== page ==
Seemingly then, Agamben argues that the liberal conception of the state of exception – as a suspension of the law made subject to a factual determination – is actually an accurate description until the advent of the Nazi regime (or rather the conditions that surround it). But Schmitt never saw things this way. For Schmitt the liberal conception of the state of the exception was never correct, so for example:

The decision on the exception is a decision in the true sense of the word. Because a general norm, as represented by ordinary legal prescription, can never encompass a total exception, the decision that a real exception exists cannot therefore be entirely derived from this norm.[6]

Thus, Schmitt denies that the state of exception was ever simply ‘triggered’ by a factual situation which is merely ‘recognised’ by an authority. So against Agamben Schmitt sees no break in continuity when the sovereign ‘facto produces the situation as a consequence of his decision on the exception’:

[S]overeignty (and thus the state itself) resides in deciding this controversy, that is, in determining definitively what constitutes public order and security, in determining whether they are disturbed and so on.[7]

So right from the get-go we can see that Agamben diverges from Schmitt (and towards liberalism). Of course, it might be argued that this doesn’t really matter, since Agamben is clear that in the present day, Schmitt’s interpretation is correct. But I think that one ought to bear this in mind in the discussion that follows. This is because there is another – more important – sense in which I would argue that Agamben misunderstands Schmitt. This lies in his failure to fully consider the juridical aspects of Schmitt’s work (this is not a mistake unique to Agamben, as I have previously argued, it has marked the general reception of Schmitt).

It’s quite difficult to think how to phrase this (this whole post has been very difficult to phrase), so I think I’ll begin with a somewhat schematic depiction of Agamben’s position. In Agamben’s work there exists a basic dichotomy between the exception (a zone where there is no law) and ‘the rule of law’. In the latter case, what Agamben seems to envisage is a fairly simple liberal picture, where the law – as a body of publically ascertainable rules – is applied to situations in a predictable and determinate way.

But this dichotomy is something that Schmitt is at pains to deny. In her article, Johns proposes a ‘heterodox reading’ of Schmitt in which the ‘decision’ is not simply a feature of the state that decides on the state of exception, but rather is something that is constantly at play whenever a law is invoked in a particular case. Having not read much secondary literature on Schmitt I don’t know if this is a ‘heterodox’ reading, but if it is one, then I think the orthodoxy is plain wrong. The particular reading of Schmitt – whereby every application of a norm is a ‘decision’ which cannot be circumscribed by the norm seems to me to be the most straightforward reading Political Theology. Here, whilst the decision on the state of exception is an important one, its particular character is derived from the general impossibility of circumscribing decisions by norms. Only through this reading can we explain statements like:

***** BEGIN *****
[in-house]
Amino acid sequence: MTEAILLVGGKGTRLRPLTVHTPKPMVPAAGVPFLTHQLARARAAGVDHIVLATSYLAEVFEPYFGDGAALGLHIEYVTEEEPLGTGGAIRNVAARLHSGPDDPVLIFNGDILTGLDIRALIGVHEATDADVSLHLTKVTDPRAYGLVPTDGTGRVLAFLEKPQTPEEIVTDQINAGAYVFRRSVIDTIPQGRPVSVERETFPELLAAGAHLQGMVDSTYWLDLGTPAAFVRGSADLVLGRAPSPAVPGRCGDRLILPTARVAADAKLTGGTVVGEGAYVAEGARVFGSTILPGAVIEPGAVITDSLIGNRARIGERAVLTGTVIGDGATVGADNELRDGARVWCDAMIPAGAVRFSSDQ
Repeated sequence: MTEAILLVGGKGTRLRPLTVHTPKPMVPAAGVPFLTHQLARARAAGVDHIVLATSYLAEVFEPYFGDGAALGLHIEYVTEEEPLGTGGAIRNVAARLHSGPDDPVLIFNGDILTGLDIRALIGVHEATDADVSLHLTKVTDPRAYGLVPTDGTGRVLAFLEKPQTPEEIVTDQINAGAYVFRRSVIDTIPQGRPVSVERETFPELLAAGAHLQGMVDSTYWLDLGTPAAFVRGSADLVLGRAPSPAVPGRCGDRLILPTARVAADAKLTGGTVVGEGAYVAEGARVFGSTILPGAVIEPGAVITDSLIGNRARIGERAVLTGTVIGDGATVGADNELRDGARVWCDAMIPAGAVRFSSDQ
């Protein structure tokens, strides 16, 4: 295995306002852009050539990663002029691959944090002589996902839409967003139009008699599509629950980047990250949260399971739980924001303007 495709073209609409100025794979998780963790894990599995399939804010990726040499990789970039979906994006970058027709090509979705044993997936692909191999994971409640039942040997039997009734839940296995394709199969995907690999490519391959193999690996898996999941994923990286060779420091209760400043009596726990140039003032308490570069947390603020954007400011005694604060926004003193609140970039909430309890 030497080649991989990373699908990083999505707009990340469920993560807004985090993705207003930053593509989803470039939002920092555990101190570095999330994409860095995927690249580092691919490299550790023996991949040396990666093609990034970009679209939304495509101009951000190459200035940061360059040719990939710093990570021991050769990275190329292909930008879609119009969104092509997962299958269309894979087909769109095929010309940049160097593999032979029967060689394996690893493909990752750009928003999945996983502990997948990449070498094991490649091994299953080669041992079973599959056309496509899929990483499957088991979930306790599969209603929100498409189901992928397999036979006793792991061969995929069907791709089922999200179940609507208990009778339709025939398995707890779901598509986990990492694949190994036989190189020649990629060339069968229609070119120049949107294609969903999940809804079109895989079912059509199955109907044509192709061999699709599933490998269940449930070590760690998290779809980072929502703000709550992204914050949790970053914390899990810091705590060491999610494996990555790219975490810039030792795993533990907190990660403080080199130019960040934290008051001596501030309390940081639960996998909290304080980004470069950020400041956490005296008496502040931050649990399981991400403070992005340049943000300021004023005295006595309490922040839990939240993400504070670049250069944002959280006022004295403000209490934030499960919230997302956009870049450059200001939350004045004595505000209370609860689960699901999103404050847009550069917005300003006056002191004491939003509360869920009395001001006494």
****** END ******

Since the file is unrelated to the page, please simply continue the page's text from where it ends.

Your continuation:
[T]he conception of personality and its connection with formal authority arose from a specific juristic interest, namely, an especially clear awareness of what the essence of legal decision entails. Such a decision in the broadest sense belongs to every legal perception. Every legal thought brings a legal idea, which in its purity can never become reality, into another aggregate condition and adds an element that cannot be derived either from the content of the legal idea or from the content of a general positive legal norm that is to be applied. Every concrete juristic decision contains a moment of indifference from the perspective of content, because the juristic deduction is not traceable in the last detail to its premises and because the circumstance that requires a decision remains an independently determining moment.’[8]

Thus, in Schmitt, what we have is a very early version of the indeterminacy thesis – which denies that ‘legal reasons’ are able to explain legal decisions. As a corollary to this, in the ‘application’ of law to any set of facts it is impossible to justify a number of different of results. This is Guantánamo, it is not a suspension of the law, whilst it is an exceptional application of the law it is still an application of the law, rather than its suspension. It is true that Agamben does take some cognisance of Schmitt’s argument on these matters. Thus, he notes (around page 170 or so) that in State, Movement People, Schmitt invokes the increasing use of indeterminate standards (the reasonable man etc.) as an argument for indeterminacy of law. But this misses the radical nature of Schmitt’s critique, which denies any possibility of liberal nomativism. It is also true that Agamben does seem to argue that the Nazi regime has inaugurated a period in which the state of exception is able to spill out into society itself. But again, this doesn’t seem to engage with Schmitt’s argument that there was never a period in which liberal normativism actually operated. Furthermore, in arguing that indeterminacy is rooted in the ‘spread’ of the state of exception (and thus a zone of ‘indistinction between law and fact) Agamben fails to understand that indeterminacy is rooted in the law itself.

What does this mean?

Of course it could be argued that in actuality what I am doing is simply pedantic nitpicking. But I think it would be a mistake to characterise as such. If, as I have argued, Agamben has mischaracterised Guantánamo Bay and – more to the point – this mischaracterisation extends to his analysis of the state of exception more generally, then definite theoretical and political consequences flow from this (no matter that he acknowledges the general ‘blurring’ of fact and law).